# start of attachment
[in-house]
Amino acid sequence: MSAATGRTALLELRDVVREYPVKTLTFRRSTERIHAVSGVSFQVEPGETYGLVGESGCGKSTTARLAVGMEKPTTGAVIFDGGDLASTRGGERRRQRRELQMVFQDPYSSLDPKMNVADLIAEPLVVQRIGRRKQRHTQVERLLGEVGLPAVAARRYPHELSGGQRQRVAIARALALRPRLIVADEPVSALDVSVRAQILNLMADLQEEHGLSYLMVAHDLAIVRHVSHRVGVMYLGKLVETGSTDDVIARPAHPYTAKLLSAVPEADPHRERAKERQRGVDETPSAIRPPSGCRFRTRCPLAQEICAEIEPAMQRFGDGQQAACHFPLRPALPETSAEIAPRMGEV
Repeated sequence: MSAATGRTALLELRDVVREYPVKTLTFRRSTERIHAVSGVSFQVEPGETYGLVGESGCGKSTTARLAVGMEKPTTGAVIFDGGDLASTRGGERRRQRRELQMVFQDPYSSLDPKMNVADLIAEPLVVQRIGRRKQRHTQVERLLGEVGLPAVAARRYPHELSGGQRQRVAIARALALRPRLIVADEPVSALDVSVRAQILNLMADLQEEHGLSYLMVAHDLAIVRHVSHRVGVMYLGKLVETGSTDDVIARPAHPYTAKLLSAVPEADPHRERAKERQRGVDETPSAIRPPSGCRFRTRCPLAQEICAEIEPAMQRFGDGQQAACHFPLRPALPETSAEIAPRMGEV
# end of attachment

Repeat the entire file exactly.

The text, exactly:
[in-house]
Amino acid sequence: MSAATGRTALLELRDVVREYPVKTLTFRRSTERIHAVSGVSFQVEPGETYGLVGESGCGKSTTARLAVGMEKPTTGAVIFDGGDLASTRGGERRRQRRELQMVFQDPYSSLDPKMNVADLIAEPLVVQRIGRRKQRHTQVERLLGEVGLPAVAARRYPHELSGGQRQRVAIARALALRPRLIVADEPVSALDVSVRAQILNLMADLQEEHGLSYLMVAHDLAIVRHVSHRVGVMYLGKLVETGSTDDVIARPAHPYTAKLLSAVPEADPHRERAKERQRGVDETPSAIRPPSGCRFRTRCPLAQEICAEIEPAMQRFGDGQQAACHFPLRPALPETSAEIAPRMGEV
Repeated sequence: MSAATGRTALLELRDVVREYPVKTLTFRRSTERIHAVSGVSFQVEPGETYGLVGESGCGKSTTARLAVGMEKPTTGAVIFDGGDLASTRGGERRRQRRELQMVFQDPYSSLDPKMNVADLIAEPLVVQRIGRRKQRHTQVERLLGEVGLPAVAARRYPHELSGGQRQRVAIARALALRPRLIVADEPVSALDVSVRAQILNLMADLQEEHGLSYLMVAHDLAIVRHVSHRVGVMYLGKLVETGSTDDVIARPAHPYTAKLLSAVPEADPHRERAKERQRGVDETPSAIRPPSGCRFRTRCPLAQEICAEIEPAMQRFGDGQQAACHFPLRPALPETSAEIAPRMGEV